- Uterine cancer can be up to 54 percent
- Ovarian cancer can be up to 24 percent
Why is genetic testing performed on individuals already affected by cancer?
While it may seem like too little too late, there are several benefits for this testing. Identification of the gene mutation can be beneficial for family members. Genetic testing can also yield risk reduction options. For example, a woman with a BRCA mutation may choose preventive measures, such as a bilateral mastectomy over a lumpectomy due to the risk of a second new breast cancer.
Testing can also offer an opportunity for early detection and cancer risk reduction in the other organs. Other treatment options can also be offered. For example, there are several treatment options that are available to patients with BRCA and other mutations. Knowing if those mutations are present can change the recommended treatment options for an individual.
What are the benefits of genetic testing for family members?
If an individual tests positive for a hereditary cancer predisposition syndrome, first degree relatives, such as their children, siblings, and parents, are typically at a 50 percent risk of also carrying this gene. Second degree family members like grandchildren, cousins, or grandparents are at a 25 percent risk. These family members could consider genetic testing.
If family members are also found to carry the cancer-predisposition mutation, they have options:
- More frequent screening, such as frequent breast mammograms and breast MRI, colonoscopies, endometrial sampling, or screening for genitourinary cancers
- Risk-reducing interventions that can lower the risk of cancer, including bilateral mastectomy for breast cancer, or salpingo-oophorectomy (surgical removal of the ovaries), which reduces the risk for ovarian cancer by up to 96 percent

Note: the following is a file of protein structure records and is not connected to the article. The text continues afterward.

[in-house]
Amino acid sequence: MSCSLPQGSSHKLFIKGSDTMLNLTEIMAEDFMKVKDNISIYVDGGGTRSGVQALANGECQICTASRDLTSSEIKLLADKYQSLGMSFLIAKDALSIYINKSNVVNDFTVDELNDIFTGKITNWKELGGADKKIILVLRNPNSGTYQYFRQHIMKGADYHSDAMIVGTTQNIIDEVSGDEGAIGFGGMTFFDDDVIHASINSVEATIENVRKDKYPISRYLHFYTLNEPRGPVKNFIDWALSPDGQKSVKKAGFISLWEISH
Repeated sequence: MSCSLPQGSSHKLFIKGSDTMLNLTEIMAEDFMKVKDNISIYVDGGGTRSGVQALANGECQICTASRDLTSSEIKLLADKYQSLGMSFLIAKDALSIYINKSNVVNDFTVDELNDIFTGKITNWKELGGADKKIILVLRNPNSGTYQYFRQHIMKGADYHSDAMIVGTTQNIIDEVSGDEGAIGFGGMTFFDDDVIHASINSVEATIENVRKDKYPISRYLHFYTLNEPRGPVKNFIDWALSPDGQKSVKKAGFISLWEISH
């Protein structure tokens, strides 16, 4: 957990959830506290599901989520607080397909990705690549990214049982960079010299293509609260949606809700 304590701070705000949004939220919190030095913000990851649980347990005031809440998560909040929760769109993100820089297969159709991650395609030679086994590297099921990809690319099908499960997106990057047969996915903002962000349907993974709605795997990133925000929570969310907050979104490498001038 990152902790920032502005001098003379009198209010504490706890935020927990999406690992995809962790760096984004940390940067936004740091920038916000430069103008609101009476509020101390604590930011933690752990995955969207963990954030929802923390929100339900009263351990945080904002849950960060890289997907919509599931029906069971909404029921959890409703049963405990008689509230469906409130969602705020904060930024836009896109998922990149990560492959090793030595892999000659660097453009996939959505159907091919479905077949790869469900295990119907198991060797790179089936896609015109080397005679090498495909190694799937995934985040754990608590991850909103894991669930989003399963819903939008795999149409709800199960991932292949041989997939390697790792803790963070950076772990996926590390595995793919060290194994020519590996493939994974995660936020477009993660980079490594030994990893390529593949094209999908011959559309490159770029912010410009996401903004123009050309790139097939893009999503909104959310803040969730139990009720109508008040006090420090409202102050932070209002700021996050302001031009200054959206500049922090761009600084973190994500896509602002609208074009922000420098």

Which family member should be tested first?
To give us the best chance of detecting the mutation, we typically prefer to begin testing with the individual affected with cancer. If that’s not possible, we can still test other family members.
Who should I speak to about genetic testing?
Primary care doctors and oncologists can make a referral to see a genetics provider. There are many nuances to what testing to send to be inclusive and what lab should be used based on family history and health insurance. It can be challenging to obtain insurance approval for testing if a smaller gene panel has already been completed, even if it doesn’t include all the genes that we are looking for.
Should I consider home testing?
There are genetic tests for individuals to perform in their home, then send for results, such as 23andMe and Ancestry.com. In 2013, the Food and Drug Administration stopped these direct-to-consumer test kits from including hereditary cancer genes from their products. These products are helpful for individuals who are interested in their heritage or to find out where their ancestors are from, or to help connect with new family members. It is not particularly helpful for medical management at this time.
For more information visit the Cancer Genetics Program online.
About the Author:
Lauren J. Massingham, MD
Dr. Lauren Massingham is a clinical geneticist. She specializes in cancer genetics and pediatric and adult hereditary genetics.